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Archived Feature

The Studios of Key West

The Studios of Key West

Why Not Consider a Residency in the Tropics? Key West is a town unlike any other in Florida, an island city that marks the southernmost point in the United States. A stone’s throw from Cuba, it’s the end destination of U.S. Route 1, the longest north-south road in the...

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Archived Under the Radar

Carole D’Inverno

Carole D’Inverno

In the 18th and 19th centuries, history painting was considered the loftiest genre to which a European or American artist could aspire. High drama from ancient and contemporary events—battle scenes or coronations, for instance—inspired painters to produce grandiose...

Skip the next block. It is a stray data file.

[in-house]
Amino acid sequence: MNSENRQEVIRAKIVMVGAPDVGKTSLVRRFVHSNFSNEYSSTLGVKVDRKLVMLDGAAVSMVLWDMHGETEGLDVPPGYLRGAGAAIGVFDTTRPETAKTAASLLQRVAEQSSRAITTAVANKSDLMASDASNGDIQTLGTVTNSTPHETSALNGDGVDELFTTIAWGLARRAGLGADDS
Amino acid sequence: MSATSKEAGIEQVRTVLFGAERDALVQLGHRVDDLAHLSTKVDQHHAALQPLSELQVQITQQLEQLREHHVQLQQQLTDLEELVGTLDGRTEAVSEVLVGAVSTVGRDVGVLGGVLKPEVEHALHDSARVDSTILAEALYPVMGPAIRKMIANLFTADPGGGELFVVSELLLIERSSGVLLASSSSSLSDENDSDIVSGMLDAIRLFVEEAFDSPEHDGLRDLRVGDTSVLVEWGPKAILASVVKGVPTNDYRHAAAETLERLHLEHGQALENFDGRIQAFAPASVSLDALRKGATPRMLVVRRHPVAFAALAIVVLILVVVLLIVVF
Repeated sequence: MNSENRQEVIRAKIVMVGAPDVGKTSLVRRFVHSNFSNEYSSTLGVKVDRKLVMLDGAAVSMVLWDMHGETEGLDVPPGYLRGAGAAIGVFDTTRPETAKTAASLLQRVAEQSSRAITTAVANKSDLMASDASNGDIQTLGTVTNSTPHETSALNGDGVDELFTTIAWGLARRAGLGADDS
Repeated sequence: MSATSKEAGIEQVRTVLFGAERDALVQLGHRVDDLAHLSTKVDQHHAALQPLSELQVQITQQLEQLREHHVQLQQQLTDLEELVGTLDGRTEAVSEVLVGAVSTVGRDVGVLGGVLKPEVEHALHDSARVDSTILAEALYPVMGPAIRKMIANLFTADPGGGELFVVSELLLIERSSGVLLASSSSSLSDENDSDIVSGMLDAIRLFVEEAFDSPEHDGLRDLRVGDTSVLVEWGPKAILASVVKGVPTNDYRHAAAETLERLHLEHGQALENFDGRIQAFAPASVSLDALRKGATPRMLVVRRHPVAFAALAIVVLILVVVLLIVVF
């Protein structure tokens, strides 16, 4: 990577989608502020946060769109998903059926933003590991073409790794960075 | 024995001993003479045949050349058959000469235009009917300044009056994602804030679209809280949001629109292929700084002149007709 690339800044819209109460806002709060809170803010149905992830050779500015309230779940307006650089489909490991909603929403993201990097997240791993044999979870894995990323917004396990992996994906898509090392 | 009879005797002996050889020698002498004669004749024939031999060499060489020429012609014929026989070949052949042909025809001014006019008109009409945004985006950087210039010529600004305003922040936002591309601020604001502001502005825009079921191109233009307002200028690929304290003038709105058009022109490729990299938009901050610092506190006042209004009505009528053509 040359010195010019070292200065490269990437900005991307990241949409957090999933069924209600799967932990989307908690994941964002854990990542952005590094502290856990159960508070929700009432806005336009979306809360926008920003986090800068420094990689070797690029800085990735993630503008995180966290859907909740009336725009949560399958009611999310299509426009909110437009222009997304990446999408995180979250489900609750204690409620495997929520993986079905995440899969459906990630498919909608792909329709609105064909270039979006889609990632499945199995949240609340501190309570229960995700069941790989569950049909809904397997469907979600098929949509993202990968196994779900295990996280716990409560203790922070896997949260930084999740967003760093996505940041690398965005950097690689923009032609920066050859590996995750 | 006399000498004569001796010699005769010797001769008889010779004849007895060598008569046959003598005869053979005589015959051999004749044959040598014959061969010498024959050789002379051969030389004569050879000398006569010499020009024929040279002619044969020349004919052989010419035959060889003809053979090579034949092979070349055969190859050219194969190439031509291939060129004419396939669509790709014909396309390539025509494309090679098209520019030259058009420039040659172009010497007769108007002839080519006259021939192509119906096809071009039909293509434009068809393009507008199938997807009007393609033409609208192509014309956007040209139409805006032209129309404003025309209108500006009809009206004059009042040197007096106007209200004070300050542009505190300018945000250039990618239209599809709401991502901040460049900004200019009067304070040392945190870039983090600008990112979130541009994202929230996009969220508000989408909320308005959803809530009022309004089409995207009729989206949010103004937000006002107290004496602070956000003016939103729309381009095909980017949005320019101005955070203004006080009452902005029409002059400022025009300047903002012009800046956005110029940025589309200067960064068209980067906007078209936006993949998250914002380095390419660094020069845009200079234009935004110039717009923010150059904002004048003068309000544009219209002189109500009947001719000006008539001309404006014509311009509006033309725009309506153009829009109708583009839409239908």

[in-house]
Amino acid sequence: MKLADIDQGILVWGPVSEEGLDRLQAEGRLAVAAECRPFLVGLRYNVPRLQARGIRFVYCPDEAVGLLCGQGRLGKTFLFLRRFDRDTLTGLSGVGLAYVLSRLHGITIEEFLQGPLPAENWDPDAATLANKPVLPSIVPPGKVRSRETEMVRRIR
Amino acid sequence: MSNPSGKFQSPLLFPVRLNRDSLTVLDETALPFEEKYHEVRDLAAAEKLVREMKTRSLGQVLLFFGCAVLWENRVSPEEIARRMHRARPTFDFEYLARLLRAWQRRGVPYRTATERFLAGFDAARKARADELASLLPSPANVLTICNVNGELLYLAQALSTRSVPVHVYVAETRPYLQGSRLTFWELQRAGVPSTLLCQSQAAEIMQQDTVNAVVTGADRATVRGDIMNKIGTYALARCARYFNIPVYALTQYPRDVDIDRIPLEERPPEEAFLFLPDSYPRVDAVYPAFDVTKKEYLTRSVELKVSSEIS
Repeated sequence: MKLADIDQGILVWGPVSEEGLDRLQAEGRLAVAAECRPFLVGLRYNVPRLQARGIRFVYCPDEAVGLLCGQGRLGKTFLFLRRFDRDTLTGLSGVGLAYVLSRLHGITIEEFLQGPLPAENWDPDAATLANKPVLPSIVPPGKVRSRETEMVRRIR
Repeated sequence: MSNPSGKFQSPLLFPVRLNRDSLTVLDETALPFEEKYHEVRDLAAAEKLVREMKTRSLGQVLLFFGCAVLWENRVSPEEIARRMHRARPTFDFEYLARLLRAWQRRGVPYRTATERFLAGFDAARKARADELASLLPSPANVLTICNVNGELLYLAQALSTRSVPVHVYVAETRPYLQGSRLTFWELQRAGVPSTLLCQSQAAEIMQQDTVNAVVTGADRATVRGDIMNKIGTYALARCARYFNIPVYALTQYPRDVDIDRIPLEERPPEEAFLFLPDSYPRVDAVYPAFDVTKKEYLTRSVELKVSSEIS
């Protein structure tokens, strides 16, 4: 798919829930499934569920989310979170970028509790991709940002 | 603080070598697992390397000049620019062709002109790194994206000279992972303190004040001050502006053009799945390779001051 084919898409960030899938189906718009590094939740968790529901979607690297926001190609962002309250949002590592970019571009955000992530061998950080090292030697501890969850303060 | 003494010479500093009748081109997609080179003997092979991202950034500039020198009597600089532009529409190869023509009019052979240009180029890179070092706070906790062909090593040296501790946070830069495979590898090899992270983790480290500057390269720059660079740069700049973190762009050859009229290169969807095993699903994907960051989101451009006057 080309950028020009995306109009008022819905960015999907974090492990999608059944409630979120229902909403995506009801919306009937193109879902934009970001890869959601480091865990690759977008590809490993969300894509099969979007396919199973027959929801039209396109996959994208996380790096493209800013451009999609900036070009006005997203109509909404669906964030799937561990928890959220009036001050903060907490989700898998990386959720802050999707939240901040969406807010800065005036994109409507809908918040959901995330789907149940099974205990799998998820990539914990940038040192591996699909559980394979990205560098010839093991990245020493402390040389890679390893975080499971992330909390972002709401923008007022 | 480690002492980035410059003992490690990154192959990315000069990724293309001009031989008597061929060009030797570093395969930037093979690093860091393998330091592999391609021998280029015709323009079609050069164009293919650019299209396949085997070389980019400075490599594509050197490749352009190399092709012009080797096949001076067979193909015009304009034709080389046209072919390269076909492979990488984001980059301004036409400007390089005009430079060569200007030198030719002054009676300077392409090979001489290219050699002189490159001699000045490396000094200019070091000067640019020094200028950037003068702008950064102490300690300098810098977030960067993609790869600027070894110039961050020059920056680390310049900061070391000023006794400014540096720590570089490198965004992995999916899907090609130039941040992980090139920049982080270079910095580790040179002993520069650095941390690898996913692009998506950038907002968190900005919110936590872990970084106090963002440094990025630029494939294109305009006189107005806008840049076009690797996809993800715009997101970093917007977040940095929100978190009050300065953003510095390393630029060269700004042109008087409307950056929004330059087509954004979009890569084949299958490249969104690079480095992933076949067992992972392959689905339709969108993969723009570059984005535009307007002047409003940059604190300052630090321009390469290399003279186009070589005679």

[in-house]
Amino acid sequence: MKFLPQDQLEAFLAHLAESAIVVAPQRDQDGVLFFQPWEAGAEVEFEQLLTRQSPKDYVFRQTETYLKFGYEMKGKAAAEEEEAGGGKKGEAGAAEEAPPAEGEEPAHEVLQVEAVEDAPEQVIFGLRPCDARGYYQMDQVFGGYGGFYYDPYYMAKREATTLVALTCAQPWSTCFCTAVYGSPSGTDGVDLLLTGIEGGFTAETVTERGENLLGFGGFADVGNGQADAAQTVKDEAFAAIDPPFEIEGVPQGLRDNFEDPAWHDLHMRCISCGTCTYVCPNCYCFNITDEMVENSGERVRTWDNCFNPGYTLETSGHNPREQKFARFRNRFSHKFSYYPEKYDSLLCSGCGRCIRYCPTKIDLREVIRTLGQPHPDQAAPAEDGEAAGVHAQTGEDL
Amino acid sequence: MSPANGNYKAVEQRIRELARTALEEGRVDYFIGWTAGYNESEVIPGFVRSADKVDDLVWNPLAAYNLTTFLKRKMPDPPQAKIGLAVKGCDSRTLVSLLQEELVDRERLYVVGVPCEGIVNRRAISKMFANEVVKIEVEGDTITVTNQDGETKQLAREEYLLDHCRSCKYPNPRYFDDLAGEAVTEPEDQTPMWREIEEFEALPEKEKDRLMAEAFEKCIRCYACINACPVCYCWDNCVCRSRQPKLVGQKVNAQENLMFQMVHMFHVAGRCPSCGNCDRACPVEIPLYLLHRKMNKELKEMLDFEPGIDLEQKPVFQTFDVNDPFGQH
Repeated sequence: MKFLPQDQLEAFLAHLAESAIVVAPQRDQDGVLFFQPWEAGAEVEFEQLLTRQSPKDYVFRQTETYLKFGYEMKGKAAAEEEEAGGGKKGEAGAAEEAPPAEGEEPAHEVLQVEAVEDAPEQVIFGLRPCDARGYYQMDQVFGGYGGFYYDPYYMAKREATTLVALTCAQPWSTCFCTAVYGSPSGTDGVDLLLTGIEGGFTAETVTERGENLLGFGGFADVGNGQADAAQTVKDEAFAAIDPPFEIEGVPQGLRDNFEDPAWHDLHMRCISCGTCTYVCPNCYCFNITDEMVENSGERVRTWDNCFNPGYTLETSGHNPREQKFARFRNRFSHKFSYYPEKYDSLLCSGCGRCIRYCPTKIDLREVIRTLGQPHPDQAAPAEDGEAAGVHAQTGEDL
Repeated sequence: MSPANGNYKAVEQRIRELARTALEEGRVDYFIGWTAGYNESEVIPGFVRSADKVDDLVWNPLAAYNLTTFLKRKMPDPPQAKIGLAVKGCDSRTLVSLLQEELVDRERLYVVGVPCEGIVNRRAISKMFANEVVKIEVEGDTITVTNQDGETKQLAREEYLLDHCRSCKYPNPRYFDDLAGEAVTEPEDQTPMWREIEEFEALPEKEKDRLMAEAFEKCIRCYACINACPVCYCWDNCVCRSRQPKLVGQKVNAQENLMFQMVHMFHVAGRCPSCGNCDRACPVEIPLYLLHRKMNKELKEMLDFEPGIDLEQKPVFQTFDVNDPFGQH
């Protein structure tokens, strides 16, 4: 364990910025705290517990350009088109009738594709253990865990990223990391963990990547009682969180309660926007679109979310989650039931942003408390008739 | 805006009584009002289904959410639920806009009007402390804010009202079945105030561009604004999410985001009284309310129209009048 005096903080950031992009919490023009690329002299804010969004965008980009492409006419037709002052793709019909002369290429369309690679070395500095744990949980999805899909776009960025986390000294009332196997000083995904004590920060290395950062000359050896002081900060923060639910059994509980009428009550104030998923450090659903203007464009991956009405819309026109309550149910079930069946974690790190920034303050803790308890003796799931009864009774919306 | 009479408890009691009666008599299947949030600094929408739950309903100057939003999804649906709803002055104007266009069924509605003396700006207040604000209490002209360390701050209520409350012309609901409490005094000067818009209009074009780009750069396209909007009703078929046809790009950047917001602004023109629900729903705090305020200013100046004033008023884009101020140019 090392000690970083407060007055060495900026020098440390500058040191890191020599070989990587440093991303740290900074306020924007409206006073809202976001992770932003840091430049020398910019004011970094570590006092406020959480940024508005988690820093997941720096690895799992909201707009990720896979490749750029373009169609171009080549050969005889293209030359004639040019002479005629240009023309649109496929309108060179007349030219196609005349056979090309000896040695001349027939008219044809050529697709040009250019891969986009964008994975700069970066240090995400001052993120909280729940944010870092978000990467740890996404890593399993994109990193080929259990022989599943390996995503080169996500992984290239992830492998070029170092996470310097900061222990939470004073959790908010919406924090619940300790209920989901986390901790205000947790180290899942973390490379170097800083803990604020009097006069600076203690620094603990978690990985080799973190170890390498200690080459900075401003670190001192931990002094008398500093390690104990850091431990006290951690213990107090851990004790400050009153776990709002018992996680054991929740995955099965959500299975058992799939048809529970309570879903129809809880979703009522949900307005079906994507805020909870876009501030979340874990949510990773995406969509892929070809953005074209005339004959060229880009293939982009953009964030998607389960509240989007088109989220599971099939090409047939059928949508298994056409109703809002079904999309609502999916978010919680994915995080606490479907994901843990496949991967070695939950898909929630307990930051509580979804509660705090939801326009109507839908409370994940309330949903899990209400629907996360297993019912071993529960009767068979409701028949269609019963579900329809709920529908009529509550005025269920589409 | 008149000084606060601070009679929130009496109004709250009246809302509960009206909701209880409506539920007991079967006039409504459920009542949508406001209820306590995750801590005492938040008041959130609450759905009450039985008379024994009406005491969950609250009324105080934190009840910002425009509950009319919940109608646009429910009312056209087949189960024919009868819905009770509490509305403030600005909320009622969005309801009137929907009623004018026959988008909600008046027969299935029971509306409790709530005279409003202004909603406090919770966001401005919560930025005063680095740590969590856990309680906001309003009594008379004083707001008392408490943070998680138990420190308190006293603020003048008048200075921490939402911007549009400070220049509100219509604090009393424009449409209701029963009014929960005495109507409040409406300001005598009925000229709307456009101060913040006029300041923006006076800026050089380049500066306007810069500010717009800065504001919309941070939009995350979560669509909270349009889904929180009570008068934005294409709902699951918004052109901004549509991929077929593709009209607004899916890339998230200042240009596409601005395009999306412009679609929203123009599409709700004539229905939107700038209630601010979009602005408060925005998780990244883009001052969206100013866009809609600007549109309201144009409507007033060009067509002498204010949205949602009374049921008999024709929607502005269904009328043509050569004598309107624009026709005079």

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Archived Under the Radar

Julie Speed

Julie Speed

Julie Speed’s paintings offer up a magical and mysterious cosmos that defies literal interpretation. A pair of sailors and a naked woman wrestle with a hammerhead shark trapped in a net. An exuberant baby leaps from his mother’s lap as a tornado churns outside an open...

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 Archived Podcast

Alice Robb: Why We Dream

Alice Robb: Why We Dream

In the summer of 2011, science writer Alice Robb discovered a book called Exploring the World of Lucid Dreaming, which promised readers that they could control the plots of their dreams.